Where the Patent Office intervened specifically to stand in for a litigant who was absent on appeal, the absent litigant was always a prevailing patent challenger—never a prevailing patent owner.
This is constitutionally important because the agency’s ability to intervene often will rest on its ability to show Article III standing. The Patent Office as intervenor may be able avoid having to show its own standing—but only if (1) the agency has entered the case on the side of a party that does establish standing, and so long as (2) the agency does not seek relief that is different from what that friendly party seeks.
Patent Office Intervention and Article III Standing
The Supreme Court explained in Arizonans for Official English v. Arizona, that standing “must be met by persons seeking appellate review, just as it must be met by persons appearing in courts of first instance.” 520 U.S. 43, 64 (1997). Where the friendly party with proven standing declines to appear, the intervenor “cannot step into the shoes of the original party unless the intervenor independently fulfills the requirements of Article III”—even where the intervenor takes the same position as that of the absent party. Id. at 64–65.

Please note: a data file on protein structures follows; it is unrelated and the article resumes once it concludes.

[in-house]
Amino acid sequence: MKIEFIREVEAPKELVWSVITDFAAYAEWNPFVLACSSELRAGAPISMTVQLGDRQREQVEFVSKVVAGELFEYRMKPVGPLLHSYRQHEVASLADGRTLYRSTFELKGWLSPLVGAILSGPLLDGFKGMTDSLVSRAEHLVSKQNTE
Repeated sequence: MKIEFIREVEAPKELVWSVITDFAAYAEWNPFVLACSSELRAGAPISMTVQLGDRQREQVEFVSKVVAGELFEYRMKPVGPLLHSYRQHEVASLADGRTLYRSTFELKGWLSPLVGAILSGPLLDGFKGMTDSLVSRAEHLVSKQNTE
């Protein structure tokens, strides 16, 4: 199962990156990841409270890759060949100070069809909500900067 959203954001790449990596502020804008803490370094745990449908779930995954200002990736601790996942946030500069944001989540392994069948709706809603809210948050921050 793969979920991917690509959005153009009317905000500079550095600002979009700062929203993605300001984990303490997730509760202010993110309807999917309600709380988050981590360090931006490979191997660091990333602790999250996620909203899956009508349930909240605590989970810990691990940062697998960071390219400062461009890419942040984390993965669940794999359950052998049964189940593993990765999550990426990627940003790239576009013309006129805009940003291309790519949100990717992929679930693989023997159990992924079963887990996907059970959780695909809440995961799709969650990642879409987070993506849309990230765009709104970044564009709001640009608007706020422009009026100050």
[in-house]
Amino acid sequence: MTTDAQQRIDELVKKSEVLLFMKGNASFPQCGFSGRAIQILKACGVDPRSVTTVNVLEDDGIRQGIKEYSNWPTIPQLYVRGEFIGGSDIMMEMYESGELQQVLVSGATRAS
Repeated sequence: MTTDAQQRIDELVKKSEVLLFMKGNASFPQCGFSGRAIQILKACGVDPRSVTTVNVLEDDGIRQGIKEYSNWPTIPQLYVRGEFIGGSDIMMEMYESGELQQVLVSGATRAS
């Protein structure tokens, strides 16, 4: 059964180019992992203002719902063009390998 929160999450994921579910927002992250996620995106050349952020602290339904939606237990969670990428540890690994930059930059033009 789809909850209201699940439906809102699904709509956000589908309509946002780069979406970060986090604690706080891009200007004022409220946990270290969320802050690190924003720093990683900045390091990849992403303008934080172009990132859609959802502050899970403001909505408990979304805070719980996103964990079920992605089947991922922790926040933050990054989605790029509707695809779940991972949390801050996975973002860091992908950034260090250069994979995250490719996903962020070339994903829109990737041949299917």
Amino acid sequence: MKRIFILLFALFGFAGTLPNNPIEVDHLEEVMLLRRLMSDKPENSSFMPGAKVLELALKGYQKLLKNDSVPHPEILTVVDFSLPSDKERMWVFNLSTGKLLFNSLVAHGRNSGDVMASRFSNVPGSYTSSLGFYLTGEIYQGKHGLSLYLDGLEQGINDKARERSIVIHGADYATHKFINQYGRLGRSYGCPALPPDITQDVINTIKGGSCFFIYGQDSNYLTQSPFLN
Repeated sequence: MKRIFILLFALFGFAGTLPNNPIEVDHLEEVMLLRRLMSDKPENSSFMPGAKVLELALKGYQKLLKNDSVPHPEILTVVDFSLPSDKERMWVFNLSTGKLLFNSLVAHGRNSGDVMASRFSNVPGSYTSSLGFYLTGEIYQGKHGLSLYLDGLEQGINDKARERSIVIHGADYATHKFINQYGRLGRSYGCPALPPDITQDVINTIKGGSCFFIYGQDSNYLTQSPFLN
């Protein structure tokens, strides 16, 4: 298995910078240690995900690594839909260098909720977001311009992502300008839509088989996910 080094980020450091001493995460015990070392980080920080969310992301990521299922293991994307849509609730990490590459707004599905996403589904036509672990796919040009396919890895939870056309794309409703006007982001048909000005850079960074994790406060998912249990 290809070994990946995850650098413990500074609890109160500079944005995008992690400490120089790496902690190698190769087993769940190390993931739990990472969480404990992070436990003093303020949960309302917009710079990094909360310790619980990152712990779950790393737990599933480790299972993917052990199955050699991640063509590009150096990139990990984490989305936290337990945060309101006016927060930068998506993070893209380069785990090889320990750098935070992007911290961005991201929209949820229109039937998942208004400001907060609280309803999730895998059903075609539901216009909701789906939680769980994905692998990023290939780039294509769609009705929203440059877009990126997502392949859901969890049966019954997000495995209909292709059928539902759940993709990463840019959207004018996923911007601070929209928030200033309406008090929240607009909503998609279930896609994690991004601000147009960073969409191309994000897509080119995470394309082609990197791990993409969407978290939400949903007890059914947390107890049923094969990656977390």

Importantly, adverse parties must also have standing independently of each other. It is a common shorthand to say that a plaintiff’s duty to show standing means that standing is required only from plaintiffs. But in fact, standing to defend is necessary as well. It is true that any given defendant probably can establish standing, as a defendant’s potential injury from an adverse judgment is generally enough to satisfy Article III. Still, the case-or-controversy requirement does not merely demand standing to sue. As the Court explained in Arizonans for Official English, what is needed is standing “to sue or defend.” Id. at 64.
This view also calls into question the Federal Circuit’s recent panel decision in Personal Audio, LLC v. Electronic Frontier Found. (Fed. Cir. 2017). It also calls into question the Patent Office position in Knowles. In its briefing on the Article III standing questions, the agency has adopted an expansive view of its own authority and a very limited view of its constitutional limits. In its first supplemental brief, the Patent Office argued that it need not show its own Article III standing because it can piggyback on the standing of Knowles Electronics, the patent owner mounting the appeal—even though the Patent Office as intervenor is adverse to Knowles. The agency also argued, apparently quite broadly, that “the Director may take any substantive position he likes” on appeal. The agency’s second supplemental brief clarified, however—in light of the Chenery doctrine—that this freedom to choose “any substantive position” pertained only to “an issue [actually] decided by the Board.”